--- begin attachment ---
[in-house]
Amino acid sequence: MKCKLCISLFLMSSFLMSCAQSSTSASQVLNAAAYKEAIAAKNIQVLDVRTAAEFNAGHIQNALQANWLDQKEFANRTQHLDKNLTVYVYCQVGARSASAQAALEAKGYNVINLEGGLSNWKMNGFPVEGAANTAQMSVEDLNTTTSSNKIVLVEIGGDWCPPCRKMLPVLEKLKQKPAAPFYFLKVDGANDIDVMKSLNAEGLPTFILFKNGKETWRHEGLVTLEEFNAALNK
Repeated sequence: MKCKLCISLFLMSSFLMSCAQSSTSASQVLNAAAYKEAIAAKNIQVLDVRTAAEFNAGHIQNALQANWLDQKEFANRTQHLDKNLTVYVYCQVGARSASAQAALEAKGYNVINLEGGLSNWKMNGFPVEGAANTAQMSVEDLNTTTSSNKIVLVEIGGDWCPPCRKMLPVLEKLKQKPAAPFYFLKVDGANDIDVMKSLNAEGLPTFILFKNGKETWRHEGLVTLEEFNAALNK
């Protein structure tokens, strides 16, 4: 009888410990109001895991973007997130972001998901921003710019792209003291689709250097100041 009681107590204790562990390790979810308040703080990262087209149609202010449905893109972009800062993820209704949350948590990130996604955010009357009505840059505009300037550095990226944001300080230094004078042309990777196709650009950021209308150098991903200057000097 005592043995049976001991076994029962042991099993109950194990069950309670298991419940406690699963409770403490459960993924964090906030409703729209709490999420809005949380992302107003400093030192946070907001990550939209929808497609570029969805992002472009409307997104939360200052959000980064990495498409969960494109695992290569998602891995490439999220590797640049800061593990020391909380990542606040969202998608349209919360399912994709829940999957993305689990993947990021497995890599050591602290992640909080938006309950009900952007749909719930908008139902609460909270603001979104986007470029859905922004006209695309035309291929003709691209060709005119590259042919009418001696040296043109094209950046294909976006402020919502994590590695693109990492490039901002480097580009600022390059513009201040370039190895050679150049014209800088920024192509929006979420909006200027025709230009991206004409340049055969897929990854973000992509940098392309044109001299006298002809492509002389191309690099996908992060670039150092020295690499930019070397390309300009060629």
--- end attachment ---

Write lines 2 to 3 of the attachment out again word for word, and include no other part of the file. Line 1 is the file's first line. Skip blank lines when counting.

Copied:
Amino acid sequence: MKCKLCISLFLMSSFLMSCAQSSTSASQVLNAAAYKEAIAAKNIQVLDVRTAAEFNAGHIQNALQANWLDQKEFANRTQHLDKNLTVYVYCQVGARSASAQAALEAKGYNVINLEGGLSNWKMNGFPVEGAANTAQMSVEDLNTTTSSNKIVLVEIGGDWCPPCRKMLPVLEKLKQKPAAPFYFLKVDGANDIDVMKSLNAEGLPTFILFKNGKETWRHEGLVTLEEFNAALNK
Repeated sequence: MKCKLCISLFLMSSFLMSCAQSSTSASQVLNAAAYKEAIAAKNIQVLDVRTAAEFNAGHIQNALQANWLDQKEFANRTQHLDKNLTVYVYCQVGARSASAQAALEAKGYNVINLEGGLSNWKMNGFPVEGAANTAQMSVEDLNTTTSSNKIVLVEIGGDWCPPCRKMLPVLEKLKQKPAAPFYFLKVDGANDIDVMKSLNAEGLPTFILFKNGKETWRHEGLVTLEEFNAALNK